Archive for December, 2014

Can Starbucks drive other “dayparts” with food?

Starbucks is fighting to drive more productivity into its lunch and evening business, in part by selling more food. Several RetailWire panelists commented on this development, and I caution against the same kind of overassortment that has become such a big headache for McDonald’s. Here’s my take:

Starbucks has rebounded from an unsuccessful push into breakfast sandwiches a few years back. (At the time, Howard Shultz complained that the place smelled like eggs instead of coffee, and he was right.) It’s worth exploring how to get more productivity out of lunch and even dinner hours, but the company has to be cautious. Trying to emulate the Panera model without the space to deal with menu complexity could backfire on Starbucks’ core beverage business, and this week’s Wall Street Journal article about “menu complexity” at McDonald’s ought to be a cautionary tale.

Advertisements

The junior problem: It’s not just about Abercrombie

There were plenty of comments at RetailWire upon the sudden resignation of Mike Jeffries, CEO at Abercrombie & Fitch. Although his company has made more than its share of mistakes over the past five years, I argue that some of the problems are endemic to the industry:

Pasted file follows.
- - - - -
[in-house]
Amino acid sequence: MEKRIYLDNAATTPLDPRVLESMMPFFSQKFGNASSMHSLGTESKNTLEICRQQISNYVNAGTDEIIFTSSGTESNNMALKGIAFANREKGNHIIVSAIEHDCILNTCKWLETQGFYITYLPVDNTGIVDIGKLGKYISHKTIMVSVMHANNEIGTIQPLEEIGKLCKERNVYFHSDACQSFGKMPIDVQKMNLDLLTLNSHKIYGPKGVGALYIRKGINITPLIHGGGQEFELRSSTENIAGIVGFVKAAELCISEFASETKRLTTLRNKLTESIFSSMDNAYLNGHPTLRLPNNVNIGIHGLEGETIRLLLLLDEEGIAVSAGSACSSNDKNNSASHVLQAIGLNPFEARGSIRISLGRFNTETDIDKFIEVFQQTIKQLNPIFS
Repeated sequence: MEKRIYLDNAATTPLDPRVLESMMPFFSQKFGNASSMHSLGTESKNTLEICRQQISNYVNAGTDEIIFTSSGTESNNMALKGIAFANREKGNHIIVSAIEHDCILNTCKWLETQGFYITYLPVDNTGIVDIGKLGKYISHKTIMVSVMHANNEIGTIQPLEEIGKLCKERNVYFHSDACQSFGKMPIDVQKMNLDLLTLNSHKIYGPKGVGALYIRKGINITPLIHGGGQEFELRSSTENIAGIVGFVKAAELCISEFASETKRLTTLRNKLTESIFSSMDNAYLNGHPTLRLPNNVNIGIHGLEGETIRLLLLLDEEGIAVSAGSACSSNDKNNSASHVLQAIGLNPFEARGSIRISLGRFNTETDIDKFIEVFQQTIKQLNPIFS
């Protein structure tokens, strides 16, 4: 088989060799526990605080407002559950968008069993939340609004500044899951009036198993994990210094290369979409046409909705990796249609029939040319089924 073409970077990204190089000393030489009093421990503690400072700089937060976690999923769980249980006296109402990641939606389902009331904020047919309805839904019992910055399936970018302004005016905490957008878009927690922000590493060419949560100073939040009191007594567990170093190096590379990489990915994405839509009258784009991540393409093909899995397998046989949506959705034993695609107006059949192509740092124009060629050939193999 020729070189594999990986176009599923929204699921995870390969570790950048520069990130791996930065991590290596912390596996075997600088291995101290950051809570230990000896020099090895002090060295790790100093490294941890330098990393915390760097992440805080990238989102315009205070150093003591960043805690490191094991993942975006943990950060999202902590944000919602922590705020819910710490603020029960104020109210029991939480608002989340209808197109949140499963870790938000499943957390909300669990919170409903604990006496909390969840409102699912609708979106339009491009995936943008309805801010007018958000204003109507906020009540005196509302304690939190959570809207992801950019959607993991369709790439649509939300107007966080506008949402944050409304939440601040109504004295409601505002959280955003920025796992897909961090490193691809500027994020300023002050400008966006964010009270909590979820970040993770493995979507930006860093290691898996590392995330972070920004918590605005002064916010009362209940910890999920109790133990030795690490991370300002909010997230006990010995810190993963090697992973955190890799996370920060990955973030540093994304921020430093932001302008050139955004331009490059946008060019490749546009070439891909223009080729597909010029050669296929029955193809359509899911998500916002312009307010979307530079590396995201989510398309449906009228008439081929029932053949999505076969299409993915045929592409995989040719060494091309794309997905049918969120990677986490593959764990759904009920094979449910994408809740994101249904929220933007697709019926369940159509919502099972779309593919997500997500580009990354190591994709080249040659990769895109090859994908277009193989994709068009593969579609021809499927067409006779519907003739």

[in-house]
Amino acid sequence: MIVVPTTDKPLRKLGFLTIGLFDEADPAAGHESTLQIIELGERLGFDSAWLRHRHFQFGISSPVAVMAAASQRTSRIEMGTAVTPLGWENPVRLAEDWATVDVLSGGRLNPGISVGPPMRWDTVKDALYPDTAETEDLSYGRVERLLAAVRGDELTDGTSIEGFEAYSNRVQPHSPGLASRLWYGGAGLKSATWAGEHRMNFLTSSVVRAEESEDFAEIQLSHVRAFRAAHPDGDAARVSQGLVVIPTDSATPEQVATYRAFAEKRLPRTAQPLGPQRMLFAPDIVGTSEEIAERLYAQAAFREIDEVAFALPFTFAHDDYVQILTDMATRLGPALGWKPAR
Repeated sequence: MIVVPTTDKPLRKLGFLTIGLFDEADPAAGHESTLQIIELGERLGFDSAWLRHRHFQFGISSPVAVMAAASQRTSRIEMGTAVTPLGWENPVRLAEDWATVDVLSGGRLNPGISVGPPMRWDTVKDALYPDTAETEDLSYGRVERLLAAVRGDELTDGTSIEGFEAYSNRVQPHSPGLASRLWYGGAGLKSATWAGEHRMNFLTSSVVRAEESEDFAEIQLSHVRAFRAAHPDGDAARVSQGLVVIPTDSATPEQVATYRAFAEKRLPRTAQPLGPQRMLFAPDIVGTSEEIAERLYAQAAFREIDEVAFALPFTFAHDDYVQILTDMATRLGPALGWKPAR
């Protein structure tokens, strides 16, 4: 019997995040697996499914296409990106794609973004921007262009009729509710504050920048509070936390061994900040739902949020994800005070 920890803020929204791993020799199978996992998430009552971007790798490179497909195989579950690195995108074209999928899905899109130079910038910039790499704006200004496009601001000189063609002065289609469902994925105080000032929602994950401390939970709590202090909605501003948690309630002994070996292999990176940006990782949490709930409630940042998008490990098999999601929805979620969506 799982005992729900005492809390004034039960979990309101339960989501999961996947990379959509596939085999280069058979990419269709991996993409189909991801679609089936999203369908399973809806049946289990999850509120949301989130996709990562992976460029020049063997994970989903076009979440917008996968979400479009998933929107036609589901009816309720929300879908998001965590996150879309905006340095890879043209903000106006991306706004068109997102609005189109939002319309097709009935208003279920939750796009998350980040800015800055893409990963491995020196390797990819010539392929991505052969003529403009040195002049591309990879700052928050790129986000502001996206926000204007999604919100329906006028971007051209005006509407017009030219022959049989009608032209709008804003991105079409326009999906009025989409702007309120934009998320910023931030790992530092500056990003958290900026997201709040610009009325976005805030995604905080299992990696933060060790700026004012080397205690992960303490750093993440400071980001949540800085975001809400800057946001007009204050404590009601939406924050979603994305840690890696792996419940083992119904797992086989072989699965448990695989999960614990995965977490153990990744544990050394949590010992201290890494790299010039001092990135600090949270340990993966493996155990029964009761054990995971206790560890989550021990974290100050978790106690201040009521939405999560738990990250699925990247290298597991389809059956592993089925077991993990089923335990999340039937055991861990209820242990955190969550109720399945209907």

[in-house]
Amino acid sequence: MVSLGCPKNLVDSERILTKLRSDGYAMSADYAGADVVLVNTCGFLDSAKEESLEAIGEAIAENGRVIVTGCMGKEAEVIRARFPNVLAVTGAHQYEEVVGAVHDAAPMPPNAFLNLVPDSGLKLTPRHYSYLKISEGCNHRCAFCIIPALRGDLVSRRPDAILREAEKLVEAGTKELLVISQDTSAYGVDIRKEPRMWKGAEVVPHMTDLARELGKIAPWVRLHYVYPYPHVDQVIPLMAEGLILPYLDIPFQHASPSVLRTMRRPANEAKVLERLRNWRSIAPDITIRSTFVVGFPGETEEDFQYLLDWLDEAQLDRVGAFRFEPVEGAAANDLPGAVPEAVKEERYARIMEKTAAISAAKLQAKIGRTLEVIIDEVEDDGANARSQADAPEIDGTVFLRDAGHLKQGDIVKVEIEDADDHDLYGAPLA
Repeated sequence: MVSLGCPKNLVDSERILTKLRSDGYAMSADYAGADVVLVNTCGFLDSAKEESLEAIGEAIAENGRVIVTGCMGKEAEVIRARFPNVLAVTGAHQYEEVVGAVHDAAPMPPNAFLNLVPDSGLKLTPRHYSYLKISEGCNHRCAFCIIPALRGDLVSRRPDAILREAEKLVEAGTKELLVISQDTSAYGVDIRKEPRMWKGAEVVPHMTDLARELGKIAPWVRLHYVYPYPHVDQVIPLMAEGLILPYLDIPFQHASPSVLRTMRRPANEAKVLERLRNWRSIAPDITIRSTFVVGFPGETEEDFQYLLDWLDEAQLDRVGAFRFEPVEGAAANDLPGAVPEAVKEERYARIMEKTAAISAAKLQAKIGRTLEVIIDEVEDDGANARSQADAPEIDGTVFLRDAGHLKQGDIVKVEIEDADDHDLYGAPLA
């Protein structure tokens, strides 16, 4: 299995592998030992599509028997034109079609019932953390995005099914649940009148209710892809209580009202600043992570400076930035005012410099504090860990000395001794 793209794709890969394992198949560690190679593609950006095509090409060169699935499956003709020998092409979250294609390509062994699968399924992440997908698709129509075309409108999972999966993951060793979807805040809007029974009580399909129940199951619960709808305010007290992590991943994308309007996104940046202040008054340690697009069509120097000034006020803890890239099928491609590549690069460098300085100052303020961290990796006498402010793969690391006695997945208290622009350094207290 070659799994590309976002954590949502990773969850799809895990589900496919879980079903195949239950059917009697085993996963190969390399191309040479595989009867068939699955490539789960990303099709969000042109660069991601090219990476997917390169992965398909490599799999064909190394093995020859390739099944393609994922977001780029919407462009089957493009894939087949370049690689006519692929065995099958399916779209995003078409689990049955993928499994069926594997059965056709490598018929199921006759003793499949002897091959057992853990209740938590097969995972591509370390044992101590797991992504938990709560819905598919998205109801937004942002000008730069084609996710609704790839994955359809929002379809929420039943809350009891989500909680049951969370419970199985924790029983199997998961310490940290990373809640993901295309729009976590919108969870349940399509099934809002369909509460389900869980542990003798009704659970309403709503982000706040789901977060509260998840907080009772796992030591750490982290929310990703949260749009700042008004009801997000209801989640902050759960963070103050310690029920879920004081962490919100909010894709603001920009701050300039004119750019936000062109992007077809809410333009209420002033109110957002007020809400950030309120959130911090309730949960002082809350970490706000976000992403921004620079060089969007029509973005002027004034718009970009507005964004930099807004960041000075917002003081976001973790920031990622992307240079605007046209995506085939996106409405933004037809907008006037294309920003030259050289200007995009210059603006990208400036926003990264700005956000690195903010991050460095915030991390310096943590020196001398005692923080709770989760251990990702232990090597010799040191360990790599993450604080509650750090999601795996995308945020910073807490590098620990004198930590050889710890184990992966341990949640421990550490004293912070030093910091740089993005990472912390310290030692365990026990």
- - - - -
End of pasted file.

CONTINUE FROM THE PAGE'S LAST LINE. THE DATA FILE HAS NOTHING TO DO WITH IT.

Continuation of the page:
There are many issues at play here. First, it comes down to merchandise content: The mall-based junior retailers have been too slow to move to the “fast fashion” model of competitors like Forever 21, so their long-leadtime product development can put too much of the wrong product into their stores. The junior customer figured this out a long time ago.

Second, mall-based apparel traffic has suffered for years. The misses’ chains (Talbots, for example) have hardly done any better than their junior counterparts. There are too many fast-fashion and off-price options where the “treasure hunt” for variety is a compelling part of the shopping experience now.

Finally, the economics of the consumer have changed: First, the Great Recession put a damper on overall discretionary spending for apparel that has yet to recover fully. And the discretionary dollars have shifted dramatically, away from apparel and toward personal technology. One more element in this “perfect storm” for the junior industry.

Thanksgiving 2014: A post-mortem

I posted the following at RetailWire on the Monday after Thanksgiving. The “punch line” is that Cyber Monday sales were soft, too. Despite a lot of positive tailwinds, this holiday may be another squeaker: